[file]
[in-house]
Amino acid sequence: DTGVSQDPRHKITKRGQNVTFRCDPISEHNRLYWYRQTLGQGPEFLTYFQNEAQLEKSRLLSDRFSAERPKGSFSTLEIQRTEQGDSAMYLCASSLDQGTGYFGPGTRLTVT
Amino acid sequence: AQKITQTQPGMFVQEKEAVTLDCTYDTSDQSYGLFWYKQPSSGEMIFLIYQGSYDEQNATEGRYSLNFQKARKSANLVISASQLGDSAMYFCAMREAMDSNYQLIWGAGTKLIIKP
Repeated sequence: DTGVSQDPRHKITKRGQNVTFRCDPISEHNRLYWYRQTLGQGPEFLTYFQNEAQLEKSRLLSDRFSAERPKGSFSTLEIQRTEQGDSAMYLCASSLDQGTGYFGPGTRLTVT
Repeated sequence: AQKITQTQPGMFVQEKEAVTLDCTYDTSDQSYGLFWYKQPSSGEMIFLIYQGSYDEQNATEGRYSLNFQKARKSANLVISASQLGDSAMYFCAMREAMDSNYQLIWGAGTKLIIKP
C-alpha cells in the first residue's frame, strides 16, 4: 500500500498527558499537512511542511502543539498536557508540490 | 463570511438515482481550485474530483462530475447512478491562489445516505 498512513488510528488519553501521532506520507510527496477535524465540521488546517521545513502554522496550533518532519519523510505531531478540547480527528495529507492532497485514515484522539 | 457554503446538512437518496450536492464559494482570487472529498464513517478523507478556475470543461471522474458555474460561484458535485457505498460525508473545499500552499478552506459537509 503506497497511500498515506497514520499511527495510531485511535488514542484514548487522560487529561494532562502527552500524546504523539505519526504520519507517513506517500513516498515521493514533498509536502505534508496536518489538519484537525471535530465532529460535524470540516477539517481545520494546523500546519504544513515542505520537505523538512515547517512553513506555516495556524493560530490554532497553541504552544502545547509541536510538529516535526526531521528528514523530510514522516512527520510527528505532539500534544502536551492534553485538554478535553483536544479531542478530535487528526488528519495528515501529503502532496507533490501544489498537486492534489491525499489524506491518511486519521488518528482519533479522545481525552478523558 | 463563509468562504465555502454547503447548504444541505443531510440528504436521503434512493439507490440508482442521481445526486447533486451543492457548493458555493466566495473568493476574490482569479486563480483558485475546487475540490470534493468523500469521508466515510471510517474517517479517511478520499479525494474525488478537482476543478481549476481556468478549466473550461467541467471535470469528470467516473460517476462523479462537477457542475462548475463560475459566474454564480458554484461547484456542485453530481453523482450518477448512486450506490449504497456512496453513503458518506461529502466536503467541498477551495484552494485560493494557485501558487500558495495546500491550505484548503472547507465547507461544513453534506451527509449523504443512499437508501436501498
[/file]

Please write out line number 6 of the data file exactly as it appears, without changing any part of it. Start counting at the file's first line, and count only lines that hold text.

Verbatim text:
C-alpha cells in the first residue's frame, strides 16, 4: 500500500498527558499537512511542511502543539498536557508540490 | 463570511438515482481550485474530483462530475447512478491562489445516505 498512513488510528488519553501521532506520507510527496477535524465540521488546517521545513502554522496550533518532519519523510505531531478540547480527528495529507492532497485514515484522539 | 457554503446538512437518496450536492464559494482570487472529498464513517478523507478556475470543461471522474458555474460561484458535485457505498460525508473545499500552499478552506459537509 503506497497511500498515506497514520499511527495510531485511535488514542484514548487522560487529561494532562502527552500524546504523539505519526504520519507517513506517500513516498515521493514533498509536502505534508496536518489538519484537525471535530465532529460535524470540516477539517481545520494546523500546519504544513515542505520537505523538512515547517512553513506555516495556524493560530490554532497553541504552544502545547509541536510538529516535526526531521528528514523530510514522516512527520510527528505532539500534544502536551492534553485538554478535553483536544479531542478530535487528526488528519495528515501529503502532496507533490501544489498537486492534489491525499489524506491518511486519521488518528482519533479522545481525552478523558 | 463563509468562504465555502454547503447548504444541505443531510440528504436521503434512493439507490440508482442521481445526486447533486451543492457548493458555493466566495473568493476574490482569479486563480483558485475546487475540490470534493468523500469521508466515510471510517474517517479517511478520499479525494474525488478537482476543478481549476481556468478549466473550461467541467471535470469528470467516473460517476462523479462537477457542475462548475463560475459566474454564480458554484461547484456542485453530481453523482450518477448512486450506490449504497456512496453513503458518506461529502466536503467541498477551495484552494485560493494557485501558487500558495495546500491550505484548503472547507465547507461544513453534506451527509449523504443512499437508501436501498